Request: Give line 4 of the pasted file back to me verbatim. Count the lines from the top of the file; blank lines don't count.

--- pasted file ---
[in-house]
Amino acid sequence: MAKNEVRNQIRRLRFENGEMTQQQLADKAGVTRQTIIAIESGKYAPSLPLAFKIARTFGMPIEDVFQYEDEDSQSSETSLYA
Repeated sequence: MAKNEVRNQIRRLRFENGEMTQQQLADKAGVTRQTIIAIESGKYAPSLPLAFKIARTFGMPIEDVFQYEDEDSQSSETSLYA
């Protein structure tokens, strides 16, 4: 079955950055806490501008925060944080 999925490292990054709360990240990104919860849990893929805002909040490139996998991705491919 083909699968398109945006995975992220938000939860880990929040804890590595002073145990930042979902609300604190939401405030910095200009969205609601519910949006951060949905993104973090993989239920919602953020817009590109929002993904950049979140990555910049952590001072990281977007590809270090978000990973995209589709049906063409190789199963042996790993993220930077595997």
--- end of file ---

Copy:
């Protein structure tokens, strides 16, 4: 079955950055806490501008925060944080 999925490292990054709360990240990104919860849990893929805002909040490139996998991705491919 083909699968398109945006995975992220938000939860880990929040804890590595002073145990930042979902609300604190939401405030910095200009969205609601519910949006951060949905993104973090993989239920919602953020817009590109929002993904950049979140990555910049952590001072990281977007590809270090978000990973995209589709049906063409190789199963042996790993993220930077595997």